we proceeded on pass the mouth of this river [Deschutes River] at which place it appears to discharge 1/4 as much water as runs down the Columbia. at two miles below this River passed Eight Lodges on the Lower point of the Rock Island [Miller Island] aforesaid at those Lodges we saw large logs of wood which must have been rafted down the To war-ne hi ooks River [Deschutes River], below this Island [Miller Island] on the main Stard Shore is 16 Lodges of nativs; here we landed a fiew minits to Smoke, the lower point of one Island opposit [???] which heads in the mouth of Towarnehiooks River [Deschutes River] which I did not observe untill after passing these lodges     about 1/2 a mile lower passed 6 more Lodges on the Same Side and 6 miles below the upper mouth of Towarnehiooks River [Deschutes River] the comencement of the pitch of the Great falls [Celilo Falls], opposit on the Stard. Side is 17 Lodges of the nativs [near Wishram, Washington]     we landed and walked down accompanied by an old man to view the falls [Celilo Falls], and the best rout for to make a portage ...     we made 19 miles to day





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*River Miles [RM] are approximate, in statute miles, and were determined from USGS topo maps, obtained from NOAA nautical charts, or obtained from the U.S. Army Corps of Engineers website, 2003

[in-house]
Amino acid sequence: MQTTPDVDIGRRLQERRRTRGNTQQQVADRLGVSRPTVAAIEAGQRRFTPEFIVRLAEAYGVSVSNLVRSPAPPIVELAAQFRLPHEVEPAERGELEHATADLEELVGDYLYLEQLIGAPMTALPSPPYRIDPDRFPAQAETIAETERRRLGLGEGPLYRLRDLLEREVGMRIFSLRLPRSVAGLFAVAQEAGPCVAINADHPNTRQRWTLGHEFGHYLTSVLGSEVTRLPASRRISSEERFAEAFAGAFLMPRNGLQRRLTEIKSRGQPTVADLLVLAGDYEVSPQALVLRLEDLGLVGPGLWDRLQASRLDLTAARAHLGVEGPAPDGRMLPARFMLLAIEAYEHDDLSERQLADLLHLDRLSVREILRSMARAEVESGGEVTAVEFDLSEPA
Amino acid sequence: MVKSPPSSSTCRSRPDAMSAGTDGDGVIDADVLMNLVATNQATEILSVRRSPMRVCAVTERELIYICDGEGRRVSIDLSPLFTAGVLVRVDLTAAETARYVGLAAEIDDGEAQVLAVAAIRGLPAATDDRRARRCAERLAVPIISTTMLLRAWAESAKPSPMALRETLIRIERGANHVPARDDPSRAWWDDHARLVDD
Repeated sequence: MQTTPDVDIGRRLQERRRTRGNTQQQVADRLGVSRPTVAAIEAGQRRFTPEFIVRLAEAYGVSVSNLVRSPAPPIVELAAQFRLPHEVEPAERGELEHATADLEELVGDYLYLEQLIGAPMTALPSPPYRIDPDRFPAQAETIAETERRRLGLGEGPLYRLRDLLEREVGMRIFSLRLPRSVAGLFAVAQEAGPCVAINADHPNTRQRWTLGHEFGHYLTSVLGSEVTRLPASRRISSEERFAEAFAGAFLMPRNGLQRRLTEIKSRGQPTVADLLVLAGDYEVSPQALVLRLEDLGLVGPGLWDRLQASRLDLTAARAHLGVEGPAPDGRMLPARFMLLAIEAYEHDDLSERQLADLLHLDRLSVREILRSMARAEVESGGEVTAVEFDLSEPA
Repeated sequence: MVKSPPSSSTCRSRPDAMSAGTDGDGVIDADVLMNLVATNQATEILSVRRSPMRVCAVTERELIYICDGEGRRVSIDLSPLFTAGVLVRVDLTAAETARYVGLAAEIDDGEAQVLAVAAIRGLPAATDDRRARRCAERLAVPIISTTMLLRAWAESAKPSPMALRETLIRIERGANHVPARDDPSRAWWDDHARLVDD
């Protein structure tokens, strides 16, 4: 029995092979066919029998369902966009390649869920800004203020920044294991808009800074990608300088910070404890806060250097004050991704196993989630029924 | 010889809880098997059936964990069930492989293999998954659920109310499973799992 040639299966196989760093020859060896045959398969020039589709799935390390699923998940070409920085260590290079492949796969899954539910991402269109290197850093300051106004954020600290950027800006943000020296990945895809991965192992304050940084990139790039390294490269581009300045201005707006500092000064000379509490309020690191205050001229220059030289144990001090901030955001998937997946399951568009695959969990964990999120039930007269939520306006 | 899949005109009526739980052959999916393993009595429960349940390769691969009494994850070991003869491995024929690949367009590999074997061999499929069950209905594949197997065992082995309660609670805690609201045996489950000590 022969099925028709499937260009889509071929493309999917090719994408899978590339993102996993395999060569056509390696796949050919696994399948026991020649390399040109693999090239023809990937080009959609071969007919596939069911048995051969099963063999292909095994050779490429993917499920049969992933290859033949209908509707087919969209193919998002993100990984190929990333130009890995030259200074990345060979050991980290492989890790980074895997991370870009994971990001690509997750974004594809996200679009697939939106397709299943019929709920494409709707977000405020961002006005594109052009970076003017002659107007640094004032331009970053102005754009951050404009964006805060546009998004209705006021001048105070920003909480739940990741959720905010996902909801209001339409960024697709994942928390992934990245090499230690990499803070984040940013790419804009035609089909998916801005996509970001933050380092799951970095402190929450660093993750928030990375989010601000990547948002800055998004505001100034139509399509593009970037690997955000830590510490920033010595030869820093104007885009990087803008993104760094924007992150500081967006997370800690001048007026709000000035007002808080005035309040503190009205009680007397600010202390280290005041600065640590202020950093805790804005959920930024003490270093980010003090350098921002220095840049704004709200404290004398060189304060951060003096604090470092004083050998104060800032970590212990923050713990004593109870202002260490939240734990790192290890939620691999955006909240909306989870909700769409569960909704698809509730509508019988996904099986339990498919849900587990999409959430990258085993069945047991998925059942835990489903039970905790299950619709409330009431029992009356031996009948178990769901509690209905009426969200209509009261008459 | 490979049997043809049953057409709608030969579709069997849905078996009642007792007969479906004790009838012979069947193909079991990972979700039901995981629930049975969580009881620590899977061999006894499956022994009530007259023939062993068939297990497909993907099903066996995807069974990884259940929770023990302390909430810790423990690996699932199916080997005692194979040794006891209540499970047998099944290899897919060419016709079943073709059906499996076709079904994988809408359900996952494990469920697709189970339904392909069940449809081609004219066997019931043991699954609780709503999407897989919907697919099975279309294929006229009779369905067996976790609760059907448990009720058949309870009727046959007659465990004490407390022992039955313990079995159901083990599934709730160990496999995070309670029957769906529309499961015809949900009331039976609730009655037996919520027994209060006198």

Sources:    "rootsweb.com" website, Klickitat County, Jeffrey L. Elmer, 2016;    U.S. Bureau of Land Management's General Land Office (GLO) Records database, 2016;   

All Lewis and Clark quotations from Gary Moulton editions of the Lewis and Clark Journals, University of Nebraska Press, all attempts have been made to type the quotations exactly as in the Moulton editions, however typing errors introduced by this web author cannot be ruled out; location interpretation from variety of sources, including this website author.
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September 2016